The age-old split between the many and the one is a huge conceptual part of the break that Moore and Russell made against Bradley, Bosanquet, Green and the other ‘mystical’ British Idealists. The problem is is that the pluralism of the analytics is often not stated outright and instead emerges sideways through the use of terms like common-sense. In a similar fashion, the notion that there is something like self-evident or common sensical plurality for the early analytic thinkers is totally anathema to the British Idealists – since it seems to be a posit that denies that it is a mental activity.

This notion of mental activity is derived in part from Kant and from Hegel and will of course be rejected by much of the phenomenological tradition (the tension being marked by the myth of the given) with the strange consequence being that far too many analytic philosophers see continental philosophy as almost equatable with phenomenology and hence philosophers of mind can see their own unacknowledged assumptions as simply a matter of course, a methodological necessity.

But of course the very break away from continental philosophy (in its British Idealist form) was not merely the adoption of a new method and a renewed connection to the physical sciences but more a scientific (or really logic-like) stance. But because this stance became so popularized and associated with positivism far too many continental philosophers associate analytic philosophy as such with a defense of positivistic sciences.

This asymmetrical misrecognition (between phenomenology and positivism) is the tempting shape of the argument to trace partially because it is tractable in terms of the ‘big’ debates (Cassier-Carnap-Heidegger or Searle-Derrida or Ayer-Bataille-Merleau-Ponty) or in terms of the opposition of explanation (logical) and description (experiental).

Post-Speculative Realism many people have pointed out how the return to metaphysics in the 1980s and 90s culminated in both traditions in the early 2000s. Speculative Realism and the ontological turn on the continental side and the explosion of neo-Quinean approaches on the analytic side point to more and more adventures into metaphysics and ontology. But even this apparent similarity is muddled by the different approaches to history in both traditions. The very discussion of returns or turns in the continental tradition notes its more constructive relation to its own history whereas in the analytic tradition it is a discourse of problems that is largely ahistorical other than as very basic terminology borrowing.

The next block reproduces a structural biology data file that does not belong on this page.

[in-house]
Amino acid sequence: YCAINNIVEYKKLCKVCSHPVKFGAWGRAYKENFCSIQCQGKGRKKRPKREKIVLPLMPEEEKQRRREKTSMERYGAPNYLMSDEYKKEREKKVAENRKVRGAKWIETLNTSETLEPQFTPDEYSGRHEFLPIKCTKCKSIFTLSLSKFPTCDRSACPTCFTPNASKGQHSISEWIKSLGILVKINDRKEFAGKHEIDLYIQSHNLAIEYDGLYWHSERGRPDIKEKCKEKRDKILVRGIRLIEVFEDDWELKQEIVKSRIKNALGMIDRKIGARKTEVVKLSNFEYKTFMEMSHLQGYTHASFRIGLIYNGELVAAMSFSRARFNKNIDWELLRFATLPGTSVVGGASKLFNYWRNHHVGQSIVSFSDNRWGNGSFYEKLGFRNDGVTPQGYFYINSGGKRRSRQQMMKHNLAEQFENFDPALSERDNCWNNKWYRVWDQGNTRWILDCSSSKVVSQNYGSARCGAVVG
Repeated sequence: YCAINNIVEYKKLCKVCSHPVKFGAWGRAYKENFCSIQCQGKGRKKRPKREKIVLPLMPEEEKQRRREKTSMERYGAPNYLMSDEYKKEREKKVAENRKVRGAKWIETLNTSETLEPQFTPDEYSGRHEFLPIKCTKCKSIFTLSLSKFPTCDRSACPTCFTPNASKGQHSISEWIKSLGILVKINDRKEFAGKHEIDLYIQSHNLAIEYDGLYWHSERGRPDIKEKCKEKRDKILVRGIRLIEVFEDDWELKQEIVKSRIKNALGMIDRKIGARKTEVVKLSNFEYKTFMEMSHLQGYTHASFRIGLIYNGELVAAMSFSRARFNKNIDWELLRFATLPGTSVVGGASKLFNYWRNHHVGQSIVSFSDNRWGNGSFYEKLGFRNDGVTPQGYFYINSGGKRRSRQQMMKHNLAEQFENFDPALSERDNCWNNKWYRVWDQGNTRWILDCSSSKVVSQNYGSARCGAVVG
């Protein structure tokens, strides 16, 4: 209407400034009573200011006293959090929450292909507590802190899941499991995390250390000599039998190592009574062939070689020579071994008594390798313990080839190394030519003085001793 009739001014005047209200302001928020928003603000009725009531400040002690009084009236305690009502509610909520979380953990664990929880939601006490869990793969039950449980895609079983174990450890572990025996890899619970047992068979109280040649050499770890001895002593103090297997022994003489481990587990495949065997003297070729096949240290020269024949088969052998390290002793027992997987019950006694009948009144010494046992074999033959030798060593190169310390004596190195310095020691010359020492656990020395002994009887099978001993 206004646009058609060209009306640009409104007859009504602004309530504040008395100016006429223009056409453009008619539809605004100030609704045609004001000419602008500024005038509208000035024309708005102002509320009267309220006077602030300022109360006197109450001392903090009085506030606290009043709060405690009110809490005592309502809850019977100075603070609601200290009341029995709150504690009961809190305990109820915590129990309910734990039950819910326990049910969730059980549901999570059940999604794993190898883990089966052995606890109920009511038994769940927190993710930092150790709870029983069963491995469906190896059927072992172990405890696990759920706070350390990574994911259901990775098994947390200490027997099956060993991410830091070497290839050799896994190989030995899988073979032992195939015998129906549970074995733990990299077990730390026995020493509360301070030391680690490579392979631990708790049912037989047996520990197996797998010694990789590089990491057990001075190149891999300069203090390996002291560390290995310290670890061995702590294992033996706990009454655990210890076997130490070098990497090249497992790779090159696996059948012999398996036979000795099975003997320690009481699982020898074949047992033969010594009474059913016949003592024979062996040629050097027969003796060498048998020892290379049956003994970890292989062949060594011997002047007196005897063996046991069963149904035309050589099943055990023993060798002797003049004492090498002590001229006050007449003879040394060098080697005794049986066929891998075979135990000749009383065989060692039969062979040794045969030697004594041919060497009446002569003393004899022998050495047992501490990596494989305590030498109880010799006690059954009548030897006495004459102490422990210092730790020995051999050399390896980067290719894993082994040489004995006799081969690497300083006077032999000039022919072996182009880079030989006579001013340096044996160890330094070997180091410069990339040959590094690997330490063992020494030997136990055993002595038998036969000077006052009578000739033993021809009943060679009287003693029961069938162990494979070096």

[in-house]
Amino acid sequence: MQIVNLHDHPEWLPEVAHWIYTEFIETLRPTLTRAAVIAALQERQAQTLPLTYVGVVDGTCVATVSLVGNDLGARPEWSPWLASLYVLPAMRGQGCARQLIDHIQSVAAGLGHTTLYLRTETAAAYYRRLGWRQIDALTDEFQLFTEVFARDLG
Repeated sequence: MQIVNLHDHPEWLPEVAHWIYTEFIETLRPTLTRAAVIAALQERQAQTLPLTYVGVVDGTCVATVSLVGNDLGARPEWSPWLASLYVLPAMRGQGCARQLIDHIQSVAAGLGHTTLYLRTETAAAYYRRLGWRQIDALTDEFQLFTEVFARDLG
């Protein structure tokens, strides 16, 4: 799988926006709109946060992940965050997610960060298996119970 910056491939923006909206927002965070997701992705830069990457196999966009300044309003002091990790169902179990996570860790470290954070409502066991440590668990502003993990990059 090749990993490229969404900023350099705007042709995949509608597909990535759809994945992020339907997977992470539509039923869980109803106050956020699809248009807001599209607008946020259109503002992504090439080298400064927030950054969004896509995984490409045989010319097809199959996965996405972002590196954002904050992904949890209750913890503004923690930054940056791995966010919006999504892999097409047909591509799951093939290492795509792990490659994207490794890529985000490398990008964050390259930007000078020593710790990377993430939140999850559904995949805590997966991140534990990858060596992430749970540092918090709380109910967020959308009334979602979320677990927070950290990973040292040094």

I think that in the background a more closely knit relation can be made within the discourse of logic and the social dimension of thought. The analytic returns to German idealism (especially Hegel in the work of Brandom for instance) in a sense makes a historical return to a time before the split. This return carries the threat of a de-metaphysicalization of Hegel (see critiques from figures such as Brady Bowman) in the name of a kind of collective pragmatism.

The stakes of the metaphysical in relation to the pragmatic index a strand of thought that has long been abandoned and has not been properly reactivated in the approach of the analytic and the continental. Thinkers such as C.I. Lewis, Peirce, Bosanquet, and Royce saw idealism and pragmatism as necessarily connected and saw how idealism could be the underlying structure for a logic or system of signification that was neither a transcendental nor a modern logic in any strict sense. This strand brings to light not only questions of ethics in relation to the logical (something that Royce was especially interested in) but also the importance of logic which is not indifferent to its content (which in turn has import regarding the question of existence, the ‘x’ of ‘there is x).

The question of the status of logic, the question of what really the line is between the analytic and the speculative (as James Bradley renames the analytic/continental divide) is perhaps what has come to a head with the work of Irad Kimhi. It is difficult not to look at the response to Kimhi and his work as not mirroring (but in a way different respective to the split) the reception of Meillassoux. Both thinkers in short texts grapple with the capacity of thought to either escape the bounds of the subject or to reestablish that the metaphysical cannot leave the psychological. The fact that the former is a continental thinker and the later an analytic one is perhaps one of the more hopeful cross-overs of the divide.